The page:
William MacMullen outside the Woodin Street cemetery. Allan Appel | New Haven Independent

The Woodin Street Cemetery in New Haven is a small parcel of land that is the final resting place for the bodies of 1,101 deceased persons who died poor and or homeless. Each time I drive by the seemingly empty lot, because there are no headstones visible from the street, I am struck by the inhumanity of human beings.

The lot is unkept with overgrown grass and a vandalized iron fence. The names of the deceased, some known and unknown, are delineated by markers that have sunken into the neglected grounds.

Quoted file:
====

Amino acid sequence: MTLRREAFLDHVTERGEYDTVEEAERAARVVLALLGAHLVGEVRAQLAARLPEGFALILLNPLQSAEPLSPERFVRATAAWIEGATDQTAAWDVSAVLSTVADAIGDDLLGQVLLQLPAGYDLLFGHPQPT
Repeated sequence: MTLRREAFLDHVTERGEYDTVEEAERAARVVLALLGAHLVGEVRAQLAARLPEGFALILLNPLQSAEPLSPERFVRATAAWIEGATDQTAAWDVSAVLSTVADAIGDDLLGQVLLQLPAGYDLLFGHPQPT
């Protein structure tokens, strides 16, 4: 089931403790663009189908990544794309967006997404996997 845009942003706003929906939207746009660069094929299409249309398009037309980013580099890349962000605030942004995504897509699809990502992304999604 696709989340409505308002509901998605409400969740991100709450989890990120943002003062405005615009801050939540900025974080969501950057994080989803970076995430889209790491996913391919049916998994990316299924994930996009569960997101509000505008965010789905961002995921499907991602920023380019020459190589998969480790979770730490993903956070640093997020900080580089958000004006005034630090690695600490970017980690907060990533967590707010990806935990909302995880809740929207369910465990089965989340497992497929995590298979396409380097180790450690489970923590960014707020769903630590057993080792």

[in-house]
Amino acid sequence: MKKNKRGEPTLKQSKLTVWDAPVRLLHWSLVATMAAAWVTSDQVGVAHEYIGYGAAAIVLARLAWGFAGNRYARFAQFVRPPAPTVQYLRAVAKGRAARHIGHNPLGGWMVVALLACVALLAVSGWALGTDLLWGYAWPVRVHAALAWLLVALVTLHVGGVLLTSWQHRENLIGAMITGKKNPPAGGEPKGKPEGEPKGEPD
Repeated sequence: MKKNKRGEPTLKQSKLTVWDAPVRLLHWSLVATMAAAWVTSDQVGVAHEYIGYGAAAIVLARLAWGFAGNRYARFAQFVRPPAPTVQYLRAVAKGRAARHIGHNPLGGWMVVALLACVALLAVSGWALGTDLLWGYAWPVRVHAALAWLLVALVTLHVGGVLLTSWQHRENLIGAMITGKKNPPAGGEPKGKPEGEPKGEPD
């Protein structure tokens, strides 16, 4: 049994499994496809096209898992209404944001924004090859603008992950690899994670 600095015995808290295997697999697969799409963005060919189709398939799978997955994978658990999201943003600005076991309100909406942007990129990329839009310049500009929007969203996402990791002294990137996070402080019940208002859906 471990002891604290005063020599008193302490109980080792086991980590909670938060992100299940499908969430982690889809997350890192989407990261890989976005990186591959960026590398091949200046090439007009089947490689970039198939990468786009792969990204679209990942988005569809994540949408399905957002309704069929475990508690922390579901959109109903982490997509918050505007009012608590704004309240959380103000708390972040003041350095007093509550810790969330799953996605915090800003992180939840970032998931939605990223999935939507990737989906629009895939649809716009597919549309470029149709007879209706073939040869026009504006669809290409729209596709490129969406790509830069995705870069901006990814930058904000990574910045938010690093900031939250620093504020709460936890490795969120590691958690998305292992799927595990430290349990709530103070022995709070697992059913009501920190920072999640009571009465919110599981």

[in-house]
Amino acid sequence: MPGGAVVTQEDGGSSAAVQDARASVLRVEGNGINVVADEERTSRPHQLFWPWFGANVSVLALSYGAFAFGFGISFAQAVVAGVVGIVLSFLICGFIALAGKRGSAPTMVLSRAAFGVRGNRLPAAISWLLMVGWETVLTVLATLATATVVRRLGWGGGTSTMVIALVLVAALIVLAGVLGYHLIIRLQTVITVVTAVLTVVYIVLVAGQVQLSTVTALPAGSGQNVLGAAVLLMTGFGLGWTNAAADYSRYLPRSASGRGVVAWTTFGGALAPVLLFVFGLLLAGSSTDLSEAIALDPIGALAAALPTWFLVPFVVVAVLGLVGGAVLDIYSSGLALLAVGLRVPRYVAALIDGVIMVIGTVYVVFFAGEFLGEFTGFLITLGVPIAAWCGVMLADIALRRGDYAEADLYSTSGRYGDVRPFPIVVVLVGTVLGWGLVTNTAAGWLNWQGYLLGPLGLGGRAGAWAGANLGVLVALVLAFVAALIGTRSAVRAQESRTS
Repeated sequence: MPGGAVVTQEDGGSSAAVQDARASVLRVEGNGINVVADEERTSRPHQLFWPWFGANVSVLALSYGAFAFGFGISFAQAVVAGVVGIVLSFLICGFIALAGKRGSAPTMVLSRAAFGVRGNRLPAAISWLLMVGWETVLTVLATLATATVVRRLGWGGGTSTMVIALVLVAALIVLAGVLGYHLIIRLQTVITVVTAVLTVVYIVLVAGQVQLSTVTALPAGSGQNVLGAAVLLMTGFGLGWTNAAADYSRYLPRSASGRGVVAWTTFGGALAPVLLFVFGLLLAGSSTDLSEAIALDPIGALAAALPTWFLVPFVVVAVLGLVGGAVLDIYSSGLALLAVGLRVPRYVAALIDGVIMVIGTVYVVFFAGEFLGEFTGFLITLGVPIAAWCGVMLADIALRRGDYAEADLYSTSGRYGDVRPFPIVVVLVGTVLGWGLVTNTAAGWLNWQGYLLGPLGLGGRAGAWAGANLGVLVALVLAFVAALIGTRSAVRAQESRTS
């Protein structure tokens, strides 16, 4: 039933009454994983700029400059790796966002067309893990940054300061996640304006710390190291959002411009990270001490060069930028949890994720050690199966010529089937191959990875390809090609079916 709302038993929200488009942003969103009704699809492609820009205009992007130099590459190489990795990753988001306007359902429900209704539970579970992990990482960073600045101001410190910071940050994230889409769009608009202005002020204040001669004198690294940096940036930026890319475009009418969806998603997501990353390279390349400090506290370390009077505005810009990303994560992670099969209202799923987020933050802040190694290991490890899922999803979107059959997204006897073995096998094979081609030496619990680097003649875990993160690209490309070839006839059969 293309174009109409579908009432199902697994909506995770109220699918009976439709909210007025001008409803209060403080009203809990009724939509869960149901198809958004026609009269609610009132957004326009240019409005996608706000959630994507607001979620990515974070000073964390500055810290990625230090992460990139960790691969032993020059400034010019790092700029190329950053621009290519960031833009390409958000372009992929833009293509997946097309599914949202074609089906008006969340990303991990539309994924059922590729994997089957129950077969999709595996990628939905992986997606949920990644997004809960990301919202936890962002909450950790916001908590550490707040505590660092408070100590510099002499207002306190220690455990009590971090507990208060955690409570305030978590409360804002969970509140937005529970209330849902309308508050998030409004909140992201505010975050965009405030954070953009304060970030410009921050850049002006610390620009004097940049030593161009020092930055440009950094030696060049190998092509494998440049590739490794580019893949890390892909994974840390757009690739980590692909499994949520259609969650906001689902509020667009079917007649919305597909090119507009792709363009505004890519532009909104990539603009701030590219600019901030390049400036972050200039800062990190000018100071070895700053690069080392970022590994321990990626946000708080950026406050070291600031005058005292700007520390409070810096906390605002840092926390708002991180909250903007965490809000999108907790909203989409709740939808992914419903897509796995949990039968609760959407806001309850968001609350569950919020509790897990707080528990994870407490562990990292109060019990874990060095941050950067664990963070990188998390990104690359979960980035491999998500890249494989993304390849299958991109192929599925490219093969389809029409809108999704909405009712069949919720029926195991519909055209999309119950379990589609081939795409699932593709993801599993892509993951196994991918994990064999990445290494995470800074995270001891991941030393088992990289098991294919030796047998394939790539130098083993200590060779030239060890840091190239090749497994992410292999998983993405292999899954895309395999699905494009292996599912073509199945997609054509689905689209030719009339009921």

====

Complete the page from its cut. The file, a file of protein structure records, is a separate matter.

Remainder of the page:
In my interest of this sacred land and in remembrance of those whose final resting place is the Woodin Street Cemetery, I researched and learned of a gentleman named William MacMullen who has a one-man mission to honor the deceased homeless.

MacMullen has sought to restore the Woodin Street Cemetery, as well as other cemeteries within the Greater New Haven area. MacMullen is now retired. He often paid out of pocket himself to give honor to the deceased. I call upon those who care, local churches and Connecticut residents, to donate in remembrance of the forgotten — for all human beings who have treaded this life and then rested.

Cheryl Green is an Associate Professor at Southern CT State University and Nurse Leader at Yale-New Haven Hospital.